If you or anyone you know is having suicidal thoughts, please call the National Suicide Prevention Lifeline​ at​ 1-800-273-TALK (8255)​.

It Takes Two

When it comes to multiplayer games, "It Takes Two" might be the most intricate of them all. The game quite literally is co-op only. The plot of the story starts with two parents who decide to get divorced. Their young daughter makes dolls out of them, wishing that they'll stay together, and the couple somehow transforms into the dolls. From there, they have to work together to return to their normal selves.

Stephanie Minor, a journalist for The Gamer, explained that this game meant more to her than any other game had in her life. At the time she played it, she and her husband were struggling with their marriage. After deciding to go out of their way to make the marriage work, they decided to play "It Takes Two" together as a way to bond.

The content of the game hit home, and the gameplay forced the two to work together and communicate in order to progress. Not only that, but Minor explained that the game made her laugh and improved her mood — something that she hadn't felt in quite a while. While "It Takes Two" wasn't the only thing that saved their marriage, it was definitely a tool that they used to enjoy each other's company and bond, which was how they began to save their relationship.

The Last of Us

YouTuber Downward Thrust explained in a video that "The Last of Us" actually pulled him out of a video game addiction. He started the video by explaining that video game addiction had caused him to lose everything: his money, his home, his friends, and even his girlfriend. He hit rock bottom because of games, yet a game was able to help pull him out of the bad spot he'd landed in.

He explained that "The Last of Us" made him realize that he couldn't live life the way he was living it, playing games nonstop in the loneliness of his dark room. He didn't want to be alone, and the two main characters in the game showed him that he didn't want to be alone for the rest of his life and that he craved "human connection." He explained that Joel, one of the main characters, was able to help himself and fight his inner demons with the help of Ellie, and that the two working as a team is what allows Joel to overcome dark times. Seeing that portrayed in a video game made him want to do the same. While he went on to say that there was a chance something else might've done the same thing later in his life, "The Last of Us" was what Downward Thrust needed to pull himself out.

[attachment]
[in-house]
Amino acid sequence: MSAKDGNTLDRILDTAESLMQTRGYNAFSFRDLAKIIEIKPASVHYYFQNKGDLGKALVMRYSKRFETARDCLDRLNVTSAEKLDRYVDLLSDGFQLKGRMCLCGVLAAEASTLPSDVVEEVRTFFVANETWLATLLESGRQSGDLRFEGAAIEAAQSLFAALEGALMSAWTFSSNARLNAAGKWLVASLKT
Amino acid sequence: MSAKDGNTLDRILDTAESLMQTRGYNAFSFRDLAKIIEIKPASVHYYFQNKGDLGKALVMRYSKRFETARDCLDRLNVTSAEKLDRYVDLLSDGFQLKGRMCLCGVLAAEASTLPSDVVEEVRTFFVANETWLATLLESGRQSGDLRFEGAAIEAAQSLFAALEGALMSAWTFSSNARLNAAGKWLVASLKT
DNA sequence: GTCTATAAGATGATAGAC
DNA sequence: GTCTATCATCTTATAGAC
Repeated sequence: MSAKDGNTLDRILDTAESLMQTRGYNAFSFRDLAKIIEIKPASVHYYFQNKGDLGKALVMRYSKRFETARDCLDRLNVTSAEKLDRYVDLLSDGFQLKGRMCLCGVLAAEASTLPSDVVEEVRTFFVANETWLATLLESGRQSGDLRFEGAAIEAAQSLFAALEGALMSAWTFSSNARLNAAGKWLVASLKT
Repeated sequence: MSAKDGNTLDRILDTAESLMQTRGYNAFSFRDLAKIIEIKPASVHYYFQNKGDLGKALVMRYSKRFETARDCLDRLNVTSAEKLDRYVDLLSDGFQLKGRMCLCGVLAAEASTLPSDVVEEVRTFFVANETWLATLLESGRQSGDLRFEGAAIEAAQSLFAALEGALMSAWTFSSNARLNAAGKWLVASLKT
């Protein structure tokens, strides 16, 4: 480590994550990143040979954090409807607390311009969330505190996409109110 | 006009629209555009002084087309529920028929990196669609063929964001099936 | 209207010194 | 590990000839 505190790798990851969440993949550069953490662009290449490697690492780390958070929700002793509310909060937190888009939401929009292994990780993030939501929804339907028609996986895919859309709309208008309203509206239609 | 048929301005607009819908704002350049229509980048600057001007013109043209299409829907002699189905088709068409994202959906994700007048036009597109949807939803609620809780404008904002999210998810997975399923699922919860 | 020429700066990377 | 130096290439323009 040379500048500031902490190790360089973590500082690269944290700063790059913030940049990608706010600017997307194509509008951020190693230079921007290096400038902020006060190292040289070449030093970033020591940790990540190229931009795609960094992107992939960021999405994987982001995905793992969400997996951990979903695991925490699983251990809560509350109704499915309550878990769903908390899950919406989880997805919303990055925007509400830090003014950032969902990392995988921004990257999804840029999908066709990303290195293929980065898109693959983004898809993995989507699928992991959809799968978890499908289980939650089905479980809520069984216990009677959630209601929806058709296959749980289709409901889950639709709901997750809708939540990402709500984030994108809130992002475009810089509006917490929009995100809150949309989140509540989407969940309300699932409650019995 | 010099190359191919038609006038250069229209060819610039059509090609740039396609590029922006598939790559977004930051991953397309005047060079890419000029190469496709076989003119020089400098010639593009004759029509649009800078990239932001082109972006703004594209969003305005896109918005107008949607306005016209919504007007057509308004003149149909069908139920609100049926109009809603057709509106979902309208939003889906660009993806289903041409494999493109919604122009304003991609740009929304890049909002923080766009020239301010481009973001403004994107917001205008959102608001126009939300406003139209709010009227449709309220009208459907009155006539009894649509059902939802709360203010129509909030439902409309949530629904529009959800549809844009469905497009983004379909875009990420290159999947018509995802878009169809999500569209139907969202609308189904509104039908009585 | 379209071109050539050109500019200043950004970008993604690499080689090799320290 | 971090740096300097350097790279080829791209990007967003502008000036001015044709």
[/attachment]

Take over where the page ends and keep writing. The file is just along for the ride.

Tales of Symphonia

Sometimes games can change people's lives by simply opening up their way of thinking. For at least one person, "Tales of Symphonia" was the game that did just that when they were a young teen. Megumi Yamamoto explained on Quora that the game changed her life because of the themes it exposed her to, which were "discrimination, [religious] persecution, systematic oppression, reverse discrimination, [and] sacrificing one population for the benefit of another."

These aren't the standard themes that most middle schoolers are learning about, and Yamamoto felt like the game's attention to real-world issues helped her out later in life. Additionally, "Tales of Symphonia" allowed her to sympathize with characters like never before, including the main villain. This was the first time Yamamoto did this, and to have done it at such a young age helped her when she got older.

"Tales of Symphonia" was beloved by critics and fans alike. One review from Game Chronicles called it a "story rife with more story arcs, plot twists, and surprising revelations," which created an amazing and addicting game that was able to teach a few life lessons along the way.